Materials and methods

Type, period, and study population

This was an analytical cross-sectional study conducted from January 2017 to December 2022 in general referral hospitals in seven provinces of the DRC: HEAL Africa Hospital in Goma and General Referral Hospital (GRH) Beni (North Kivu province), GRH Wamba (Haut-Uélé province), GRH Lukonga (Central Kasai province), GRH Dr Amu-Yasa-Bonga (Kwilu province), GRH Kipaka and GRH Kasongo (Maniema province), GRH Karawa (North-Ubangi province) and GRH Katakokombe (Sankuru province). GRHs were selected to host surgical campaigns because they had the minimum infrastructures, had enough space for participants and had enough human resources to help with the feasibility of specialized surgeries such as fistula repairs. Each of these hospitals receives participants from nearby health centers. The above 9 hospitals we worked in, are located in 7 provinces out of the 26 that DRC has. Probably there are fistula women in almost all the 26 provinces of the DRC. To decide on where to go for surgeries, we considered provinces in which enough fistula women were identified and could be gathered at one place and be worked on from one big (referral hospital) hospital.

Participant awareness and recruitment was the result of obstetric fistula surgery campaigns organized by the non-governmental organization HEAL Africa in collaboration with the DRC’s national Ministry of Public Health, with the objective to provide women with access to quality and cost-free surgical fistula care. We included any participant with a VVF of obstetric origin seen as an outpatient or referred for surgical management during the study period. All participants received care from the same specialized surgical team, comprising an Obstetrician-Gynecologist and fistula surgeon, a general practitioner, a nurse with long experience in uro-gynecological care, an operating room nurse technician and a nurse anesthetist. In the operating room, after spinal anaesthesia was given and antibiotic prophylaxis performed, the participant was placed in an exaggerated lithotomy position, with her legs well over the edge of the operating table and in an accentuated Trendelenburg position. Surgical repair of the fistula involved the following steps, respectively: exposure of the fistula, catheterization of the ureters, especially when they were located close to the fistula margins; infiltration of the vesico-vaginal wall all around the fistula with mixed hemostatic solution (adrenaline, lidocaine, physiological solution) to help open the planes and facilitate dissection; incisions around the fistula through the vaginal epithelium; dissection of the vesico-vaginal wall for good and wide mobilization of the bladder; tension-free suturing of the bladder in two layers, very rarely in one layer when local conditions were poor (particularly in cases of severe scar fibrosis); performance of a dye test; tension-free suturing of the vaginal skin/mucosa. At the end of the repair, a Foley catheter was inserted with balloon inflation. A gauze pad was inserted into the vagina, to be removed the day after the operation.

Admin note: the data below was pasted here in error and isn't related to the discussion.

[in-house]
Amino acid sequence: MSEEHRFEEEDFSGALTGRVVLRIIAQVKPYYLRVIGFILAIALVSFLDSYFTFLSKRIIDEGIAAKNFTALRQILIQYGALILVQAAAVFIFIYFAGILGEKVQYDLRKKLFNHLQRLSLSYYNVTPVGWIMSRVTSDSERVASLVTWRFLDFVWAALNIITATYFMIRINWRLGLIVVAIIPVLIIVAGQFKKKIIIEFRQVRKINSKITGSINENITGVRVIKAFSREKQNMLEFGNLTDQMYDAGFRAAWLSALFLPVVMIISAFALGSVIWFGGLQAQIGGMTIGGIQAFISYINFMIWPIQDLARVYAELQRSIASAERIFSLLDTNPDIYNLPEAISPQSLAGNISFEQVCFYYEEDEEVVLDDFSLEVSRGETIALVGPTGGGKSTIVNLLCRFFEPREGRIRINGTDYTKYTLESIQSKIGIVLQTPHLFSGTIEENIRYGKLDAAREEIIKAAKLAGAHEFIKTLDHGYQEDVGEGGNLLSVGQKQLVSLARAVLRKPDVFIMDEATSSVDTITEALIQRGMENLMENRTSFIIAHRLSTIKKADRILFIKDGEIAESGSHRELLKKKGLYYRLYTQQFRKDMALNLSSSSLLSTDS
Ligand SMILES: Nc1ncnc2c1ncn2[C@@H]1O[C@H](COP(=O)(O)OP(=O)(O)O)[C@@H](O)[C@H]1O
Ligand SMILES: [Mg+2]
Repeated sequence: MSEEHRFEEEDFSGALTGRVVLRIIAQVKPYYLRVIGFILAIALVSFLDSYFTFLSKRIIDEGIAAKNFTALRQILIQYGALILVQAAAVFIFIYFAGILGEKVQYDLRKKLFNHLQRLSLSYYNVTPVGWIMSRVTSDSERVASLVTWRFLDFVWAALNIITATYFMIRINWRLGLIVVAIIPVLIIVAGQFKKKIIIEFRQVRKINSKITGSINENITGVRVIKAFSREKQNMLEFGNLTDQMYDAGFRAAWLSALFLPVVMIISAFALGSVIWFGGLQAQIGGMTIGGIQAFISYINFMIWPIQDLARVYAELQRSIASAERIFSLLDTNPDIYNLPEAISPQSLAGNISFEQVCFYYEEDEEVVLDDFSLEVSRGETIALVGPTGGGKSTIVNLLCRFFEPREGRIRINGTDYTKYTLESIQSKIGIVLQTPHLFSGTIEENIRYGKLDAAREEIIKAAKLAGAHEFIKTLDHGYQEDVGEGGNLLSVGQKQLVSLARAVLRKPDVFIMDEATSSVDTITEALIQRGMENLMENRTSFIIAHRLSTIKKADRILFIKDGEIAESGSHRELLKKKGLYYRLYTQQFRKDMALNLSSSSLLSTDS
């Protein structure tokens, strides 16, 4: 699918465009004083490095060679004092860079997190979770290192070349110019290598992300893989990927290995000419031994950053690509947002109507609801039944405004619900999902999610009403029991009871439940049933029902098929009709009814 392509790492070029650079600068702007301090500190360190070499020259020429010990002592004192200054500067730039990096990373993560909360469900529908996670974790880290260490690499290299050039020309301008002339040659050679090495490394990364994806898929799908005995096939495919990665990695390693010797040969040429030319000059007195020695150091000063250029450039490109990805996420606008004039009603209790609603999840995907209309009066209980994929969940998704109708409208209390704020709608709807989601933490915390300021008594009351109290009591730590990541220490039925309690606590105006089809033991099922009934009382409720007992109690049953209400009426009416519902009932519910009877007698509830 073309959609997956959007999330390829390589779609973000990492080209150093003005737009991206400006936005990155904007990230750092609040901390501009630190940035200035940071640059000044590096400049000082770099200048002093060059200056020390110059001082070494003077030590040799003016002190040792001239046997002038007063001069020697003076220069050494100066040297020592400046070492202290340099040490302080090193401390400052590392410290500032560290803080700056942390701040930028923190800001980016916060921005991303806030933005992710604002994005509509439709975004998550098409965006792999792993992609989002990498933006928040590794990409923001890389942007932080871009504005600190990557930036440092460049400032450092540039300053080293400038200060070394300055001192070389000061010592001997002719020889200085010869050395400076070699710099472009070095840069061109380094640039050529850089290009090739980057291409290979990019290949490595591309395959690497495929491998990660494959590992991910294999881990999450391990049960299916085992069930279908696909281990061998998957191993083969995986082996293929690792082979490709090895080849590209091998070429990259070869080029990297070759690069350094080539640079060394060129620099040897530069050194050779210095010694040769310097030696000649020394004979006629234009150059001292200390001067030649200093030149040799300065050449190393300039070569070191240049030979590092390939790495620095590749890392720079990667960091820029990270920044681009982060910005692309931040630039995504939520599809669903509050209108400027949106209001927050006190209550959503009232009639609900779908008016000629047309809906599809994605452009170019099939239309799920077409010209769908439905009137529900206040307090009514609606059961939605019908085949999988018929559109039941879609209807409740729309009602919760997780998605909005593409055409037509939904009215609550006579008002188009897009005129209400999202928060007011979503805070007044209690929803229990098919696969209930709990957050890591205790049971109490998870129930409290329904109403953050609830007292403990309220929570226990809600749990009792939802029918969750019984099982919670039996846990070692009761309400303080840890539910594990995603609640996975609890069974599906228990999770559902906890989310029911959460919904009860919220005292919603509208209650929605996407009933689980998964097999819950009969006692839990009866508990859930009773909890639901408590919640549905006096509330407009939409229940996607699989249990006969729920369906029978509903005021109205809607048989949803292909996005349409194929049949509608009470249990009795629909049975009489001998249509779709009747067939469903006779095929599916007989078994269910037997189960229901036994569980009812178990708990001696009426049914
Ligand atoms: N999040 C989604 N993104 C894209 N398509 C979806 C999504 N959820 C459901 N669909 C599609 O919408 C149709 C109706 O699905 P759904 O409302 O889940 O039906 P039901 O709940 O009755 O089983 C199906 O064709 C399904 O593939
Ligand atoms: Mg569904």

A total of 318 OVVF women were eligible for treatment and recruited into the study.

Study variables

Data were collected from participants’ files and operating room registries in each hospital.

We collected participants’ socio-demographic characteristics, which included age at the time of surgical repair (< 20 years, 20–29 years, 30–39 years, or ≥ 40 years), residence (rural or urban), and level of education (none, primary or secondary).

We also investigated participants’ parity at the time of surgical repair (1 or ≥ 2), place of delivery at the time of fistula occurrence (home or health facility), history of use of intravaginal indigenous products by participants as part of traditional fistula treatment in the community.

For clinical characteristics of the fistula, we collected the age of the fistula (< 1 year, 1–5 years, or > 5 years), the number of previous surgical repair attempts (none or ≥ 1), the number of vesico-vaginal fistulas in the same woman (1 or ≥ 2), the association of VVF with another type of fistula (yes or no), the urethral status (intact or partially/totally affected), the presence of scar fibrosis (yes or no), intra- and post-operative complications (none, peri-operative hemorrhage, or post-operative infection), and the fistula size (≤ 3 cm or > 3 cm).

We also recorded the results of the surgical repair (failure or success) as documented by the final physical examination at the time participants were discharged home. Participants were divided into two groups according to the outcome of their surgical repair. The outcome was defined as follows: